There are many different ways you can add text to your photo book layouts. Standard photo captions do the job, but you may find yourself wanting to try something different. I often find inspiration in magazines, billboards, online or even on food packaging. Here’s some ideas you may want to try for your next book.
1) Standard Caption
You may just think of adding a small caption at the bottom of a photo to identify the location or occasion. This is a very typical photo book layout offered by the photo book companies. Works just fine and I’ve used this many times. It puts the focus on the photos, so if that’s what you’re going for there’s nothing wrong with it.
2) Color Blocking
If you keep up-to-date on fashion, you’ve probably heard of color blocking. (If you really keep up to date on fashion, you’re probably saying, “Ah Photo Book Girl, that’s so last year!”). I know, I know, but sometimes it takes a while for fashion trends to hit those of us who are NOT up to date on fashion (i.e. me) and it requires being hit over the head with it for it to sink in. Ha ha… anyway, you can also color block in your photo book layouts. This version is a bit more subdued, but you get the picture. I’ve also used a “fancier” font here. It’s called P22 Cezanne for those who are interested. You can find it free online if you Google it.
3) Adding a Background for Readability
Adding this background to your text serves a couple purposes. First of all, if it weren’t there, the text would be hard to read. Secondly, it adds another design element to the page. You may notice I also reduced the opacity of the colored background to allow the photo to come through.
4) Large Titles
Go big or go home! This is a really large font size, but it’s been tempered by reducing the opacity. I like the boldness of the letters.
5) Go Vertical and Drop Caps
Who says everything has to be read from left to right? How about going vertical? Some programs also allow you to rotate your text at any angle you wish. Also, check out the use of two different fonts for your narrative. I combined a very simple font (Century Gothic) with a bold block-type font (Blackoak Standard) to make a drop cap effect for my text. Note that you’ll probably have to put the drop cap in a separate text box than the rest of your text so they can be separately controlled and adjusted. Looks like a cool travel magazine spread, right?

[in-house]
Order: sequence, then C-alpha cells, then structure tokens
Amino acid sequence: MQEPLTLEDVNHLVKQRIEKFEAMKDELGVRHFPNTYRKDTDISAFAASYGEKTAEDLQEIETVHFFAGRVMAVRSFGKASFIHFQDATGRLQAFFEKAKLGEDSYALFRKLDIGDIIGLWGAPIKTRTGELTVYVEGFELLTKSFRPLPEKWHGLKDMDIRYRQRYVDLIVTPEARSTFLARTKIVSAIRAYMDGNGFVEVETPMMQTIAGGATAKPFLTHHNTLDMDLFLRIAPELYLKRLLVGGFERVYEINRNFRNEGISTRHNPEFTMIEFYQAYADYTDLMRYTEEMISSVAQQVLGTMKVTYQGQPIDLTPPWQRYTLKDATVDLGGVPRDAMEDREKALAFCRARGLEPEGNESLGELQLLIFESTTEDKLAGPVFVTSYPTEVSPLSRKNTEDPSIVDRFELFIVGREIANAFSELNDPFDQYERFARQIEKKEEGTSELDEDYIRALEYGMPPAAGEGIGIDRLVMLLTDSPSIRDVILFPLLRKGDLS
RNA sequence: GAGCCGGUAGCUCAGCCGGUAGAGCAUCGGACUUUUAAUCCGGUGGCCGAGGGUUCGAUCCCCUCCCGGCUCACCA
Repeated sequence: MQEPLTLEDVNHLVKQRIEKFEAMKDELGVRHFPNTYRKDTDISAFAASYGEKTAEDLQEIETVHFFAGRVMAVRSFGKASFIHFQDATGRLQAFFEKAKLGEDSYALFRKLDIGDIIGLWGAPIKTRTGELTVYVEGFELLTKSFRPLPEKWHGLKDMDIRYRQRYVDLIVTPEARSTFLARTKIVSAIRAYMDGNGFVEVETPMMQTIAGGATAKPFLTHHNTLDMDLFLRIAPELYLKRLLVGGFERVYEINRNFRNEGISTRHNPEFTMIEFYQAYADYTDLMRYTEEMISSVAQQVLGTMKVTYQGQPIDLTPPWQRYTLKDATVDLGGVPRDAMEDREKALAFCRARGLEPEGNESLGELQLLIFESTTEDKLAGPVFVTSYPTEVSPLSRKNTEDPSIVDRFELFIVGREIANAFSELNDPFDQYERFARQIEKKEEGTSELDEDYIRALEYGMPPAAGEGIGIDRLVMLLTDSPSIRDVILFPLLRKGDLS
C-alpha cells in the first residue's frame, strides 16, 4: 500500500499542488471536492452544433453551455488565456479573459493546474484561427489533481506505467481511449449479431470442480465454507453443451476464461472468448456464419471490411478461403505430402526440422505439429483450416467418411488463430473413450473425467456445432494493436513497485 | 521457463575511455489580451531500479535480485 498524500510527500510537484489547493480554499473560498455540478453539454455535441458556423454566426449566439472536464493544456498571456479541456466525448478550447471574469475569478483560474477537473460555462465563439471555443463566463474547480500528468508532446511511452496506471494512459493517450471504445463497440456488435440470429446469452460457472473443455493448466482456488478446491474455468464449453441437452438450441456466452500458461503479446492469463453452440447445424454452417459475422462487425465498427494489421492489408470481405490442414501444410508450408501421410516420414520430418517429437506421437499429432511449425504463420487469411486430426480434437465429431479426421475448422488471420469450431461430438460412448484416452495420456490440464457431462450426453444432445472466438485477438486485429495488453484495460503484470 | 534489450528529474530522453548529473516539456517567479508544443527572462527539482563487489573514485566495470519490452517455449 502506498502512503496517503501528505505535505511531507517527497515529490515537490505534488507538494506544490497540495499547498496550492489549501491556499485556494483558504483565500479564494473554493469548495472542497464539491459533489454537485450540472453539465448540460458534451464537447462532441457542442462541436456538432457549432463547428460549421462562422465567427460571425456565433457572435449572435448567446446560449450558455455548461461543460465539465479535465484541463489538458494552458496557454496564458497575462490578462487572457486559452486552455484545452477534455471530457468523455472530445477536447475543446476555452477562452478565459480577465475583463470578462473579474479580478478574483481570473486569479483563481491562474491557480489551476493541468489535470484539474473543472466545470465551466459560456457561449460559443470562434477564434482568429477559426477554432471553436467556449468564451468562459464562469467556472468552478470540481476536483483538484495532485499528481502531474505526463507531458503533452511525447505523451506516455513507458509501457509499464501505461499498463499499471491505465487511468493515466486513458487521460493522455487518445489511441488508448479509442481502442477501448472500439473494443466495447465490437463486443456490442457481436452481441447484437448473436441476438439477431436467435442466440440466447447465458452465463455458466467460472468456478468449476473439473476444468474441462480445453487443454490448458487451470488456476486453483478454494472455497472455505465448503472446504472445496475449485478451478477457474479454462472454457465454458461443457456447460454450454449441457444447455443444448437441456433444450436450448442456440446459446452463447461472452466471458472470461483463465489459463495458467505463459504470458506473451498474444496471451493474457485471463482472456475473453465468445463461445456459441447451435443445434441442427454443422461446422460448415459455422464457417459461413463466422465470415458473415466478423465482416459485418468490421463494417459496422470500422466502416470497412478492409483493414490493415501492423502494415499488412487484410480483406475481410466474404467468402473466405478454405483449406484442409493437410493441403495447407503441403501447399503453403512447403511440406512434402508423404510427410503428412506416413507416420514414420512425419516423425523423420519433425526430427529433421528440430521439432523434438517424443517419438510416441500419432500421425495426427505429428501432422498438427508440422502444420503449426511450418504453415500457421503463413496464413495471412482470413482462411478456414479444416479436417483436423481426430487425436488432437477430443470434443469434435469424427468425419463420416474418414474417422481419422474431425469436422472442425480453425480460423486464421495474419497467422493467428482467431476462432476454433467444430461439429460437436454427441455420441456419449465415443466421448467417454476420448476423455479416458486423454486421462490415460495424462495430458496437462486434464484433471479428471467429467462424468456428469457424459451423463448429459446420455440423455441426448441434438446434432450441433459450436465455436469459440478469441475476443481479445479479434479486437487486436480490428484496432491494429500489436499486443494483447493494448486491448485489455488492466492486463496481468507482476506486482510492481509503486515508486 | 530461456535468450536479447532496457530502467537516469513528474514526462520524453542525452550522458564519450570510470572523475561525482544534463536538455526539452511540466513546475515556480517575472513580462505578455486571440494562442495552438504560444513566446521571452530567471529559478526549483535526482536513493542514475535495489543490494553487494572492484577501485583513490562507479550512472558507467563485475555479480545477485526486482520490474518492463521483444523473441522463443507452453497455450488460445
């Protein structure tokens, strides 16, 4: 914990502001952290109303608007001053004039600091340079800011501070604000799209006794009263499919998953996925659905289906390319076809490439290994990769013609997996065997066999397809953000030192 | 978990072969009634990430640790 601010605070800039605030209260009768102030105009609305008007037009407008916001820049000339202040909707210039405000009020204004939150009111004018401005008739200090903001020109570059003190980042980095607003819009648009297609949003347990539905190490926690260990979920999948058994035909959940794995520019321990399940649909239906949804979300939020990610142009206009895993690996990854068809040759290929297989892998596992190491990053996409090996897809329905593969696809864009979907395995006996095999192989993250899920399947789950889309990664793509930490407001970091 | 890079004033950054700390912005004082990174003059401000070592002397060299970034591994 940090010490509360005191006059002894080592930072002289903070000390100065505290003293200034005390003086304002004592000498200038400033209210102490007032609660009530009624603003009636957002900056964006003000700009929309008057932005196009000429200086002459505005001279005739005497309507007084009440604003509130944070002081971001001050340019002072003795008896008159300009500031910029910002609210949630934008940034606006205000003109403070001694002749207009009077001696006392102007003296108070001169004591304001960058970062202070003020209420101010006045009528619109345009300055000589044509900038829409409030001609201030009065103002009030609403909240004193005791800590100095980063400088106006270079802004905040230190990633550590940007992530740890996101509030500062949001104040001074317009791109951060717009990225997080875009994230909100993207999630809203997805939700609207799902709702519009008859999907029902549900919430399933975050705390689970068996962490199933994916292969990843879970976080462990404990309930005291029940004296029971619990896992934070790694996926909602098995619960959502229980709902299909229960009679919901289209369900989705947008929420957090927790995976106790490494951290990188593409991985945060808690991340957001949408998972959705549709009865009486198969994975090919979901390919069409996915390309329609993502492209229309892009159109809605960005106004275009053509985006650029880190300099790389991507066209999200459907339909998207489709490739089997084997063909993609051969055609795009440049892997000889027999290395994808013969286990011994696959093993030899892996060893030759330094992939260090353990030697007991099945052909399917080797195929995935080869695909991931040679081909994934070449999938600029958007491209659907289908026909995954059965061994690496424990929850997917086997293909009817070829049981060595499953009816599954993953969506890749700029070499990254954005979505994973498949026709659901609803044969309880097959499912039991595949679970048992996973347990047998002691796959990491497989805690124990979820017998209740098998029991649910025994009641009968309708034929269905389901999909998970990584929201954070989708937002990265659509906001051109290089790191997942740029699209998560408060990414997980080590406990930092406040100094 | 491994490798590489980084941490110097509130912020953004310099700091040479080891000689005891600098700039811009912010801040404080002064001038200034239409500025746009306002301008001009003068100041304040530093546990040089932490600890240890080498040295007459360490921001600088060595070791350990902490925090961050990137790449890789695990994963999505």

6) Do the Wave
If you’re feeling really sassy, try some curves. I don’t recall seeing this type of tool available in standard photo book company software, but if you have Adobe Photoshop CS or Photoshop Elements you can take your text and use the warp tool to create a ton of different curved, arched, or waved effects. It may not be for everyone, but it can add a little variety to your layouts.
7) Text Wrapped Around an Object
This next example is an idea illustrates wrapping text around an object. You’re probably familiar with this in magazines and on blogs. Here’s an example from my blog. This works especially well when you have a lot of text and what to break it up with some correlating photos.
Below is another way to wrap text around an object. What I had in mind here is a children’s book. Children especially love visuals and wrapping this text around the seastar is a lot more interesting than a caption at the bottom of the page don’t you think?
Most of these text layouts (especially the larger or bold ones) are probably going to be too much to do on every page of your book. Too much as in too busy. I think they would make great options for a “title page”. I am a big advocate of creating unique layouts that act as intro pages for the section of photos that follow. I know you’ve seen me do title pages a lot in my books. For my wedding books I’ve created title pages called, “preparation”, “ceremony” and “reception” and for travel books I may break it up by day “day 1”, “day 2” etc. or by city, “Paris”, “Milan”, “Venice”, whatever makes most sense. If the objective of your photo book is to tell a story, then these title pages act as chapter headings for your book and help guide the reader as to what comes next.
I know Photo Book Girl readers are a creative bunch out there – any other types of text layouts you like to use in your books? Or any one of the above you like most?